Two of the original grantees of the Welsh Tract, Evans and Davis, were Presbyterians. The first Pencader Presbyterian Church, in Glasgow, (originally called Aikentown) was built between 1701 and 1710 and conducted services in Welsh. Only twenty feet by thirty-six feet, it stood to the north of the present church, about where the Sexton’s house now stands. After the Battle of Cooch’s Bridge in 1777, the church served as a hospital for the British troops. The little frame building, with its steeply pitched roof and two doors and two windows in the front, was bought by Jacob Faris, Sr., one of the Trustees, and moved to the Southern part of the
village, where it served as a dwelling until it burned in 1913.
The second Pencader Church was built in 1782, using bricks burned on the nearby Jacob Faris farm. The same Mr. Faris planted the three magnificent Sycamore trees, locally known as Buttonwoods, which are still standing next to the third and present building. The largest measures sixteen feet in circumference and is more than one hundred feet high - truly a lordly tree. This third building, erected in 1852 at a cost of $5,000, was described as being,“ as stiffly and uncompromisingly Protestant in its lines as were the backs of the men who caused it to be built.” Glasgow today lies along Route 40, which was originally called the
Pencader Presbyterian Church New Castle and Frenchtown Turnpike, chartered in 1809. Preserved in the old section of the village, in addition to the church, are a one room schoolhouse, some gracious eighteenth century homes, the Presbyterian Manse and the site of the original Aiken’s Tavern, headquarters for General Howe’s army in 1777. The area is suffering greatly from urban sprawl but the old Pencader Presbyterian Church, with its rows and rows of weathered tombstones, anchors the crossroads of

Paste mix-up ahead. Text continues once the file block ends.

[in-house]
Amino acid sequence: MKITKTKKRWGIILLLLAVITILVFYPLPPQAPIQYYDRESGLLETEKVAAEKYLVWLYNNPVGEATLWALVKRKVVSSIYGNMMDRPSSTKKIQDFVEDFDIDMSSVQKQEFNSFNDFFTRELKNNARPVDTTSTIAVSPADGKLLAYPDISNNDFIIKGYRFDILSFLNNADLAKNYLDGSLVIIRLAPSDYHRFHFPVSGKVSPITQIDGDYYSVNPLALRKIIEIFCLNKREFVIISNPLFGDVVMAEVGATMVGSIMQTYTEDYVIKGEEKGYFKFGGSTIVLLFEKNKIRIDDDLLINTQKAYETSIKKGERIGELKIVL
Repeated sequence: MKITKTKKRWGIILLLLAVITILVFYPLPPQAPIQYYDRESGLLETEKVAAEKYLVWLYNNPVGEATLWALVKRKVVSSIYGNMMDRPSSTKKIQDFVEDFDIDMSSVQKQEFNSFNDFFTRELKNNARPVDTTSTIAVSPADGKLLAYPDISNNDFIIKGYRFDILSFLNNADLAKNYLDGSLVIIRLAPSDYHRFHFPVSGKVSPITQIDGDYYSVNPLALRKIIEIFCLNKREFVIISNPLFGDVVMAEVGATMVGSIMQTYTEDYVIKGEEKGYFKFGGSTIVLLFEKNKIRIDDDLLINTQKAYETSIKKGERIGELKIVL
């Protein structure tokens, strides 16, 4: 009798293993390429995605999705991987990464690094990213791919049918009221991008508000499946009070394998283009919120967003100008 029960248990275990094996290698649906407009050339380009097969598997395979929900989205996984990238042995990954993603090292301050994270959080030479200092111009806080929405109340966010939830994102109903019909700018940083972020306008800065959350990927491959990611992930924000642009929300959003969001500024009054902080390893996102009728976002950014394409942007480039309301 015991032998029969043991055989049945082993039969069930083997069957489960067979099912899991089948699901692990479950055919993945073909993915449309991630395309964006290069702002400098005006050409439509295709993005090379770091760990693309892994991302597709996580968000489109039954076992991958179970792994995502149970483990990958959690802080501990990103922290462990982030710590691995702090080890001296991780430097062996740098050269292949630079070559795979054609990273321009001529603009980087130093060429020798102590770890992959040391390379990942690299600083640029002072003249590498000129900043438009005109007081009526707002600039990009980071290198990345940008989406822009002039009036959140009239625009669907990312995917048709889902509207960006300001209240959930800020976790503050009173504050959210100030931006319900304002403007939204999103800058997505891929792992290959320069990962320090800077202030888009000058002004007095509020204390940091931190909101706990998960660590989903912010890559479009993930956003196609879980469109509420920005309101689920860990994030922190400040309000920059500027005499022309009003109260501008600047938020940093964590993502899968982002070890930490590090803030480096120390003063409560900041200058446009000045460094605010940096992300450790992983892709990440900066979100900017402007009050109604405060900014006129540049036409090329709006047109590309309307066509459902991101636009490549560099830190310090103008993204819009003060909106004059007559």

the village and invites you to ponder earlier times.
While the Baptists were baptizing and the Presbyterians were debating whether or not it was decadent to install a stove for heat in the Glasgow church, up on Iron Hill, the Reverend Stephen Ott and his good wife Jane were battling the demon rum. By 1871 they had raised enough money to build the Ott Chapel which became a center for the temperance movement in Pencader Hundred. Mr. Ott brought in orators to plead the cause and for twenty-five years was president of the local Temperance Society. This must have truly been an uphill battle, for at this time the nearby iron ore pits were actively being worked by teams of lusty miners, many of them Irish. The Keeleys, O’Rourkes, McCloskeys, Megonigals, Sullivans and McDaniels are just a few of the families who contributed to the growth of Pencader Hundred.
The Otts persevered, kept the faith, and maintained the Campbellite (Disciples of Christ) faith in the midst of it all. Steven Ott died in 1875 and Jane in 1881. They are interred side by side in the chapel graveyard, their resting site marked by a unique double tombstone with the headstone and footstone connected by sidebars, also of stone. For those historians who enjoy trying to unravel local mysteries, the story concerning the nearby gravestone of the Davis brothers is worth researching. It reads: Davis, Enoc C. and Howard W., sons of Nathan and Carrie, Born Dec. 6, 1875, Died May 3,1882. It appears they were twins, who, as a result of some calamity, both passed away at the age of seven on the same day.